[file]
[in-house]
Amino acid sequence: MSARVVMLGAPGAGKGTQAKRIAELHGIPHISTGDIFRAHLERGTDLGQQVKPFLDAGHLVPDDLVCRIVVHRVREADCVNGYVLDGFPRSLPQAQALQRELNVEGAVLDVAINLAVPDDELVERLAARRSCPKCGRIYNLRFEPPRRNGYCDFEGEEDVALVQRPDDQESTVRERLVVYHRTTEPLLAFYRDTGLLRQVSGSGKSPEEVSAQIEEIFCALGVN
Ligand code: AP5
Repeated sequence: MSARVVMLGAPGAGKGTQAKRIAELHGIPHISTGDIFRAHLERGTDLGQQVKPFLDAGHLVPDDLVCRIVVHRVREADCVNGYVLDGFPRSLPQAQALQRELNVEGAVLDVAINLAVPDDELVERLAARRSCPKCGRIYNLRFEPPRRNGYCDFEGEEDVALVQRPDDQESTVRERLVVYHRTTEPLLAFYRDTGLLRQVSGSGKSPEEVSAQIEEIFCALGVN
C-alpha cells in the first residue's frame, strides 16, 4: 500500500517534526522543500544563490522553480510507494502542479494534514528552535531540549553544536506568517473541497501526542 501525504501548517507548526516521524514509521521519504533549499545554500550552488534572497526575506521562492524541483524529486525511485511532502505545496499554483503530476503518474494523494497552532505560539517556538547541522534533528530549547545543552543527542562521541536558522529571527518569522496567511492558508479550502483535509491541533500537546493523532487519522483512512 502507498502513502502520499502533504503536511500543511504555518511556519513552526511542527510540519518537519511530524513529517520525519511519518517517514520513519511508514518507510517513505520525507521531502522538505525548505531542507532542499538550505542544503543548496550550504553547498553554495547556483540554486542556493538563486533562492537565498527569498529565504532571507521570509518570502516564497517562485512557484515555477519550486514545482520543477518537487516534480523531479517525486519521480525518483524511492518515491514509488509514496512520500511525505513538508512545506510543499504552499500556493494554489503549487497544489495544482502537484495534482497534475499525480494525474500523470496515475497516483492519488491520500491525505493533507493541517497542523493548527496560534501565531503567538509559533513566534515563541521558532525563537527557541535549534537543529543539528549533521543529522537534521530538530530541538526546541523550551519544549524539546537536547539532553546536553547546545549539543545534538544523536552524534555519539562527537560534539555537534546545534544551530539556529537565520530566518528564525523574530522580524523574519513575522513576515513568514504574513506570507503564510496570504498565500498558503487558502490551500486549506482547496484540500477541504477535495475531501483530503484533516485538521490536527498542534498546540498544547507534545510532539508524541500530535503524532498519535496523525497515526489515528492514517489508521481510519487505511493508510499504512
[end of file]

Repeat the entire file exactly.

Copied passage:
[in-house]
Amino acid sequence: MSARVVMLGAPGAGKGTQAKRIAELHGIPHISTGDIFRAHLERGTDLGQQVKPFLDAGHLVPDDLVCRIVVHRVREADCVNGYVLDGFPRSLPQAQALQRELNVEGAVLDVAINLAVPDDELVERLAARRSCPKCGRIYNLRFEPPRRNGYCDFEGEEDVALVQRPDDQESTVRERLVVYHRTTEPLLAFYRDTGLLRQVSGSGKSPEEVSAQIEEIFCALGVN
Ligand code: AP5
Repeated sequence: MSARVVMLGAPGAGKGTQAKRIAELHGIPHISTGDIFRAHLERGTDLGQQVKPFLDAGHLVPDDLVCRIVVHRVREADCVNGYVLDGFPRSLPQAQALQRELNVEGAVLDVAINLAVPDDELVERLAARRSCPKCGRIYNLRFEPPRRNGYCDFEGEEDVALVQRPDDQESTVRERLVVYHRTTEPLLAFYRDTGLLRQVSGSGKSPEEVSAQIEEIFCALGVN
C-alpha cells in the first residue's frame, strides 16, 4: 500500500517534526522543500544563490522553480510507494502542479494534514528552535531540549553544536506568517473541497501526542 501525504501548517507548526516521524514509521521519504533549499545554500550552488534572497526575506521562492524541483524529486525511485511532502505545496499554483503530476503518474494523494497552532505560539517556538547541522534533528530549547545543552543527542562521541536558522529571527518569522496567511492558508479550502483535509491541533500537546493523532487519522483512512 502507498502513502502520499502533504503536511500543511504555518511556519513552526511542527510540519518537519511530524513529517520525519511519518517517514520513519511508514518507510517513505520525507521531502522538505525548505531542507532542499538550505542544503543548496550550504553547498553554495547556483540554486542556493538563486533562492537565498527569498529565504532571507521570509518570502516564497517562485512557484515555477519550486514545482520543477518537487516534480523531479517525486519521480525518483524511492518515491514509488509514496512520500511525505513538508512545506510543499504552499500556493494554489503549487497544489495544482502537484495534482497534475499525480494525474500523470496515475497516483492519488491520500491525505493533507493541517497542523493548527496560534501565531503567538509559533513566534515563541521558532525563537527557541535549534537543529543539528549533521543529522537534521530538530530541538526546541523550551519544549524539546537536547539532553546536553547546545549539543545534538544523536552524534555519539562527537560534539555537534546545534544551530539556529537565520530566518528564525523574530522580524523574519513575522513576515513568514504574513506570507503564510496570504498565500498558503487558502490551500486549506482547496484540500477541504477535495475531501483530503484533516485538521490536527498542534498546540498544547507534545510532539508524541500530535503524532498519535496523525497515526489515528492514517489508521481510519487505511493508510499504512